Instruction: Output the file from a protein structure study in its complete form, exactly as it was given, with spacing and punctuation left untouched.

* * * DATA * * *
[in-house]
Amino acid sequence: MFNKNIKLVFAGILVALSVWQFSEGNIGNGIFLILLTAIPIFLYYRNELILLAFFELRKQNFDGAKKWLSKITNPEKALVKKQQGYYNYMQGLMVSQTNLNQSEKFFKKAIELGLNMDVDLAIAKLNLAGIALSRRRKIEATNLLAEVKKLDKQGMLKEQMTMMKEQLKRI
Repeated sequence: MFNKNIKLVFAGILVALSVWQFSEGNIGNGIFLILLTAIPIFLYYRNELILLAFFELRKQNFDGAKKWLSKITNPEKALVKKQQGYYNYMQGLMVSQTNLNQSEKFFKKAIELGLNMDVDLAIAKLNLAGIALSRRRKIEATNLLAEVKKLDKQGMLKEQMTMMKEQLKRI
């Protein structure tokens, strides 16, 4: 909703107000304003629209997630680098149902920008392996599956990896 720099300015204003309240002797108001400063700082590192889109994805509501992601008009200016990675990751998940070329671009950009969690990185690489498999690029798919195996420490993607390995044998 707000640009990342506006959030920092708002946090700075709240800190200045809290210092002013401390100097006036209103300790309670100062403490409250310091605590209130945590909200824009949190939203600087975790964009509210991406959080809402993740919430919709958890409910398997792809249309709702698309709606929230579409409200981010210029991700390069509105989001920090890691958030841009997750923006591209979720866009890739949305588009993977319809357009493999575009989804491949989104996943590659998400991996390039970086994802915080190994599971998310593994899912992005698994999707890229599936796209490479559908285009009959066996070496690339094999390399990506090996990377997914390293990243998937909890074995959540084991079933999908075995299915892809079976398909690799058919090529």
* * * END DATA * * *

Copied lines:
[in-house]
Amino acid sequence: MFNKNIKLVFAGILVALSVWQFSEGNIGNGIFLILLTAIPIFLYYRNELILLAFFELRKQNFDGAKKWLSKITNPEKALVKKQQGYYNYMQGLMVSQTNLNQSEKFFKKAIELGLNMDVDLAIAKLNLAGIALSRRRKIEATNLLAEVKKLDKQGMLKEQMTMMKEQLKRI
Repeated sequence: MFNKNIKLVFAGILVALSVWQFSEGNIGNGIFLILLTAIPIFLYYRNELILLAFFELRKQNFDGAKKWLSKITNPEKALVKKQQGYYNYMQGLMVSQTNLNQSEKFFKKAIELGLNMDVDLAIAKLNLAGIALSRRRKIEATNLLAEVKKLDKQGMLKEQMTMMKEQLKRI
């Protein structure tokens, strides 16, 4: 909703107000304003629209997630680098149902920008392996599956990896 720099300015204003309240002797108001400063700082590192889109994805509501992601008009200016990675990751998940070329671009950009969690990185690489498999690029798919195996420490993607390995044998 707000640009990342506006959030920092708002946090700075709240800190200045809290210092002013401390100097006036209103300790309670100062403490409250310091605590209130945590909200824009949190939203600087975790964009509210991406959080809402993740919430919709958890409910398997792809249309709702698309709606929230579409409200981010210029991700390069509105989001920090890691958030841009997750923006591209979720866009890739949305588009993977319809357009493999575009989804491949989104996943590659998400991996390039970086994802915080190994599971998310593994899912992005698994999707890229599936796209490479559908285009009959066996070496690339094999390399990506090996990377997914390293990243998937909890074995959540084991079933999908075995299915892809079976398909690799058919090529």